Lanfranchi Benedetta / SOAS, University of London (GB)
Concepts of justice in Acholi traditional justice mechanisms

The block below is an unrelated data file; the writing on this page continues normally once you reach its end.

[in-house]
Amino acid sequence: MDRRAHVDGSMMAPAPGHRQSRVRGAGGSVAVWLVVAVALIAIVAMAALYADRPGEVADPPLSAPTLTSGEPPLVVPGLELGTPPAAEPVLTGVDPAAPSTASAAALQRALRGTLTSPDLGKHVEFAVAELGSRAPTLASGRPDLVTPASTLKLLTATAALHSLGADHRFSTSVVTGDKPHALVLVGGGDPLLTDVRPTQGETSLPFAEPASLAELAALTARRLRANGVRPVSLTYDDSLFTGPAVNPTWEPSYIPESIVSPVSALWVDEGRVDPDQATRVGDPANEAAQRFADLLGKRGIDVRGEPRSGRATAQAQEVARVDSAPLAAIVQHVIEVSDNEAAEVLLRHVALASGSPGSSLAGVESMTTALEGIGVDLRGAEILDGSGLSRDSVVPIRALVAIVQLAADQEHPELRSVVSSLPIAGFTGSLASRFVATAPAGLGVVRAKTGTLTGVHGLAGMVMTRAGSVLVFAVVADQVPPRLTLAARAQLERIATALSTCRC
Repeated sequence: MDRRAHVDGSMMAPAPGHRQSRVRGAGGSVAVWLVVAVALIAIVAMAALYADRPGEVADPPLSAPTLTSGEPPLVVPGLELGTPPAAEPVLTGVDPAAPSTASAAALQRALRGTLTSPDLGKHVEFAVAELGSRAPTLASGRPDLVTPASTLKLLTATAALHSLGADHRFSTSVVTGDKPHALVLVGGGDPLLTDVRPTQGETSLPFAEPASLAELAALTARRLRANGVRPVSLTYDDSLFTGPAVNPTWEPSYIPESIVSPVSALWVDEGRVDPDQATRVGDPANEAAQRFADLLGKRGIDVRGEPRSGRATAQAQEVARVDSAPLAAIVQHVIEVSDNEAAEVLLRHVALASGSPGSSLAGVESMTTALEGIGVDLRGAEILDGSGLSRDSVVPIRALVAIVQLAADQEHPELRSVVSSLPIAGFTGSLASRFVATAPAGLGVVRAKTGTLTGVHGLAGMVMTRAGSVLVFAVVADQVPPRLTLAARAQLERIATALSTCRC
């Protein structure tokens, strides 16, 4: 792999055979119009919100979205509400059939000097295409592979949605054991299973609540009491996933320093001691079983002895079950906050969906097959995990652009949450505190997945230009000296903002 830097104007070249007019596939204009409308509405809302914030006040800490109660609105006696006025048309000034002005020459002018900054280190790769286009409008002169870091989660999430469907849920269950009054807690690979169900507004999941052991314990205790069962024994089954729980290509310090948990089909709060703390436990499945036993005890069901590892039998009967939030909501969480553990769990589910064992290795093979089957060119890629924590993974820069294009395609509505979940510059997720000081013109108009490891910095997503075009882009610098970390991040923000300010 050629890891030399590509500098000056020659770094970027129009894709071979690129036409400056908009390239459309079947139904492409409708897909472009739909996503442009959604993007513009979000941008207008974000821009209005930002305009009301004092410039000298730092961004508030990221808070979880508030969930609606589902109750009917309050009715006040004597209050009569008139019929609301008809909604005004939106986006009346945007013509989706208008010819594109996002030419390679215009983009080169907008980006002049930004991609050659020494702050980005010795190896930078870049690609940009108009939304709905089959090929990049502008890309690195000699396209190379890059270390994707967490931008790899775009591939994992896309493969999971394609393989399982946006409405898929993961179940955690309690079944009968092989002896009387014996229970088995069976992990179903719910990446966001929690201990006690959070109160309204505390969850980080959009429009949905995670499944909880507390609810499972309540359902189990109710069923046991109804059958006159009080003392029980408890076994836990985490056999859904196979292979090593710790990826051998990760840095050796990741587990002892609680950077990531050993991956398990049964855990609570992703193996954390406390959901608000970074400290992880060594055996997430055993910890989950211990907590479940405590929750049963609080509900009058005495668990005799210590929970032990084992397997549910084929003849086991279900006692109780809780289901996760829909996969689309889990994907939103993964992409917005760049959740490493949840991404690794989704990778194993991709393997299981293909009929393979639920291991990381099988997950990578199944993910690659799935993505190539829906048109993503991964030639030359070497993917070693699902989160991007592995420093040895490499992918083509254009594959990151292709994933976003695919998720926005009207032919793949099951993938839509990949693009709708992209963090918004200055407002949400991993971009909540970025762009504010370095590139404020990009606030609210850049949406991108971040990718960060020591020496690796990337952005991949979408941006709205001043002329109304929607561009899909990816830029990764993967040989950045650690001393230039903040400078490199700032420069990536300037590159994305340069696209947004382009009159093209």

This paper analyses academic and community discourses surrounding the use of Acholi ‘traditional justice mechanisms’ stipulated in the 2007 Agenda Item Three of the Juba Peace Agreement between the Government of Uganda and the Lord’s Resistance Army within a framework of African moral philosophy and African philosophy of law. The sources used consist of selected written texts by contemporary Acholi thinkers and selected oral accounts gathered during my own field research in the Acholi region during 2012-2013. Relations are drawn between concepts of justice and concepts of personhood in Acholi traditions of thought by focusing the analysis on the three moral philosophical “categories” of responsibility, judgment and restoration, which allow for further analysis into the highly contentious points of the wider ‘justice’ debate taking place in Uganda, given the country’s multifarious judicial landscape, such as: the principle of community based collective responsibility and that of individual accountability; the notion of wrongdoing as opposed to that of crime; the question of punishment and prison sentences; the overall final aim of a justice process. While these highly contentious points have been addressed from a largely legalistic and/or political standpoint, the view held in this paper is that these constitute in fact essential philosophical questions that entail nothing less than the definition of justice itself.